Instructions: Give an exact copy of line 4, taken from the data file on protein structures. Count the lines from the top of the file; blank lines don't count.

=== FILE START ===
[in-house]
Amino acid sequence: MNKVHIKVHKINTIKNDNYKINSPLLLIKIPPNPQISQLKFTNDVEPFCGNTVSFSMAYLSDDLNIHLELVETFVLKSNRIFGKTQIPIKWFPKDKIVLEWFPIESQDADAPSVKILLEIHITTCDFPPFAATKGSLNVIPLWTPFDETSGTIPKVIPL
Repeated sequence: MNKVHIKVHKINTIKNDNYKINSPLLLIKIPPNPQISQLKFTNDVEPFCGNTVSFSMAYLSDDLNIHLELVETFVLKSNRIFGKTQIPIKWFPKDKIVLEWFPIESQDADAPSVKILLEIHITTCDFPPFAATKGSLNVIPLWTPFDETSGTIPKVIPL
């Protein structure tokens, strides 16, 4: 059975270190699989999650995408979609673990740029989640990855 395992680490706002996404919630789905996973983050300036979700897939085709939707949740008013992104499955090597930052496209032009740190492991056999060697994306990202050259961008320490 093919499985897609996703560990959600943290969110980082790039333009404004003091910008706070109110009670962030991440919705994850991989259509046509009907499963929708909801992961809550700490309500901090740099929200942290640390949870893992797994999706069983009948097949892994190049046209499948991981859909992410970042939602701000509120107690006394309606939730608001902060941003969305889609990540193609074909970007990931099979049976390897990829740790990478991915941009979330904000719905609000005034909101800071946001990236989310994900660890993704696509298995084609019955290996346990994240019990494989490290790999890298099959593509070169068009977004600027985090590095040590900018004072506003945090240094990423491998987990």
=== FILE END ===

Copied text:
């Protein structure tokens, strides 16, 4: 059975270190699989999650995408979609673990740029989640990855 395992680490706002996404919630789905996973983050300036979700897939085709939707949740008013992104499955090597930052496209032009740190492991056999060697994306990202050259961008320490 093919499985897609996703560990959600943290969110980082790039333009404004003091910008706070109110009670962030991440919705994850991989259509046509009907499963929708909801992961809550700490309500901090740099929200942290640390949870893992797994999706069983009948097949892994190049046209499948991981859909992410970042939602701000509120107690006394309606939730608001902060941003969305889609990540193609074909970007990931099979049976390897990829740790990478991915941009979330904000719905609000005034909101800071946001990236989310994900660890993704696509298995084609019955290996346990994240019990494989490290790999890298099959593509070169068009977004600027985090590095040590900018004072506003945090240094990423491998987990």